We should know by now that women don't suddenly stop having sex when they turn 50. But unfortunately, age doesn't necessarily make them more comfortable talking about safe sex with their doctors — or their partners. And according to a new study, this could put older women at risk.
The study, published in the Journal of Consumer Affairs (and reported in the Atlantic) included focus groups in which a number of women over 50 discussed their sexual knowledge and practices. The women were aware of the risk of STDs, but were uncomfortable talking to their doctors about how to protect themselves — maybe because they're worried that at their age, they're supposed to know everything already. They did know that they should use condoms, but also had a hard time insisting on them with partners, apparently fearing "conflict or rejection."
Sadly, these are problems that crop up with younger women too — an embarrassment at talking about sex, even with doctors, and the perception that asking a guy to use a condom is uncool or demanding. It would be easy to assume that women grow out of these things as they get older, but that's obviously not true. And it's not really surprising — women over 50 may have grown up before sex ed was common and when talking about sex was more stigmatized. They also may be sleeping with men who were sexually active before the AIDS crisis and never got the memo about condoms. And despite much evidence to the contrary, some people — men and women — may still think that STDs are for the Youngs. Add to that the way we stigmatize older women's sexuality in this country — the idea of a woman over fifty asking for safe-sex advice would be played for laughs on many TV shows — and it's no wonder some women have a hard time taking charge of their sexual health.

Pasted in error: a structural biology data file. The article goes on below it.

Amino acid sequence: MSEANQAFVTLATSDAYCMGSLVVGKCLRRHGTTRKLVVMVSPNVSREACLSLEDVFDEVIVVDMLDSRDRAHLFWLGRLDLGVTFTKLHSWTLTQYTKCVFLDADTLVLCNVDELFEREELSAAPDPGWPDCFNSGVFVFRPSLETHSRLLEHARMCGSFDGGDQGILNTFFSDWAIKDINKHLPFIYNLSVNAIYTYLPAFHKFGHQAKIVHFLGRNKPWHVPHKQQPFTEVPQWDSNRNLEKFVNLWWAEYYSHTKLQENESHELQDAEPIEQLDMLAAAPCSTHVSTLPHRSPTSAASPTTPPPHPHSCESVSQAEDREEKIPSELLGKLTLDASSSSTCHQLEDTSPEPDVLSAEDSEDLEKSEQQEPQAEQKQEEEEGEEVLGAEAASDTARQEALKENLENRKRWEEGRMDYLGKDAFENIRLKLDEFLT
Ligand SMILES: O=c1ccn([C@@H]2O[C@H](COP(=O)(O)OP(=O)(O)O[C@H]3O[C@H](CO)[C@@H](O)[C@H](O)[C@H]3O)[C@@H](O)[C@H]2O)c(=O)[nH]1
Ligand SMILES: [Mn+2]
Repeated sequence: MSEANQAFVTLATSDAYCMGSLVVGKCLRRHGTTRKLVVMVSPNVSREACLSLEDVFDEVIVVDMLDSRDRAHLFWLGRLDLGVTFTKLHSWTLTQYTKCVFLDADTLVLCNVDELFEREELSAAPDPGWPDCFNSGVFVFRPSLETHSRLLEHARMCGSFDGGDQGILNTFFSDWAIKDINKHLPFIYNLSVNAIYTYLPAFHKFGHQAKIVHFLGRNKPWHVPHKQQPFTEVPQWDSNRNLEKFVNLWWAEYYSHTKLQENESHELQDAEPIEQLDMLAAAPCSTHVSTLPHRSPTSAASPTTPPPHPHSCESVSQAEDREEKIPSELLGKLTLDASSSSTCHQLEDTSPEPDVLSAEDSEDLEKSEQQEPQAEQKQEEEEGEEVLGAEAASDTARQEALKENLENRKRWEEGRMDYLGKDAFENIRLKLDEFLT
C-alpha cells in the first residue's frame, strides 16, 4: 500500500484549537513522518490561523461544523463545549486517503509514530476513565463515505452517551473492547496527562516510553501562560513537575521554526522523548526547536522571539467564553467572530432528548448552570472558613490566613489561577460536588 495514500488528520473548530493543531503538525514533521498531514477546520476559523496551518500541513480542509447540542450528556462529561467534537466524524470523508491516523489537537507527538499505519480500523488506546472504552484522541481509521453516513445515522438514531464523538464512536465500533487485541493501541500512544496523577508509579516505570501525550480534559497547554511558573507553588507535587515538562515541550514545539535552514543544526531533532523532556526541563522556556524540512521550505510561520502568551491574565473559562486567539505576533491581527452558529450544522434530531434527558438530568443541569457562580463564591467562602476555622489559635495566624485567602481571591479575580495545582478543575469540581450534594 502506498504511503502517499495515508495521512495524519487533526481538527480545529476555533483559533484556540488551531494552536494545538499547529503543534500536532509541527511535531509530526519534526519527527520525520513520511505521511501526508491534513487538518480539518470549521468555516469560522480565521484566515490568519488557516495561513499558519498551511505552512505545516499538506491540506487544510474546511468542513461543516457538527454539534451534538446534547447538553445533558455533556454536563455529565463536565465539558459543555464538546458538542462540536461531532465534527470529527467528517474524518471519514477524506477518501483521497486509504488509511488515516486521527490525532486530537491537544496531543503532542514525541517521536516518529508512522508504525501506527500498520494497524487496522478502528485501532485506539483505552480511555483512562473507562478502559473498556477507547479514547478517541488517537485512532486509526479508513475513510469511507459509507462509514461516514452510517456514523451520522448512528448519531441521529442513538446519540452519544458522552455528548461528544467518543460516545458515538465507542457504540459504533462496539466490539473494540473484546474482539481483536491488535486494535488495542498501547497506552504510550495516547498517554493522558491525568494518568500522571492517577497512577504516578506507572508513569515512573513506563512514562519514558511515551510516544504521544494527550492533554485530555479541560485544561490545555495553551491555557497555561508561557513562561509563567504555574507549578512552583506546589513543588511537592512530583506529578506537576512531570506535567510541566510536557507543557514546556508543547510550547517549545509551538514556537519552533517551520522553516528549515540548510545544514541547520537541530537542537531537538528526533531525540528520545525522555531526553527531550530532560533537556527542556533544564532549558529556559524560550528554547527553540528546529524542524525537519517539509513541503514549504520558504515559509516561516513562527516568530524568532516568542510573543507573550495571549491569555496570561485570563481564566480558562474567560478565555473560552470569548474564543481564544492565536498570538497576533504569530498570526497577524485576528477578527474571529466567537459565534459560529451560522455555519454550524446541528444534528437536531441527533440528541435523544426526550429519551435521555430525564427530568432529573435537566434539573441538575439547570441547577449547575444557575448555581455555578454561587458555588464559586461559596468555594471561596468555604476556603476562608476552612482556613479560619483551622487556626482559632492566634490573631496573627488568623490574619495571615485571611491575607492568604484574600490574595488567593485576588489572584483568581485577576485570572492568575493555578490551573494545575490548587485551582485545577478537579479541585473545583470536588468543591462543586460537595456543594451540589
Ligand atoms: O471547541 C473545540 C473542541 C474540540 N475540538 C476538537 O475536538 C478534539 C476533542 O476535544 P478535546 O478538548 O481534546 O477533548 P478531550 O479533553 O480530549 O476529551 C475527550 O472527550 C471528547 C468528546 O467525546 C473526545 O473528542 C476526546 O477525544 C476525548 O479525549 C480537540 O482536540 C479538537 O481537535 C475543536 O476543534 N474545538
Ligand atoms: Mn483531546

It's a serious problem, though — STDs are on the rise among older people, and if they didn't get sex ed as teenagers, they may well need it now. Clinicians may need to be more proactive in talking to older patients about sex — and assuring them it's okay to have questions. And we as a society need to get more comfortable with the idea of people over 50 — especially women — getting laid. Ideally, the later years should be a time when women get more secure about protecting themselves and having safe and happy sex — not less.
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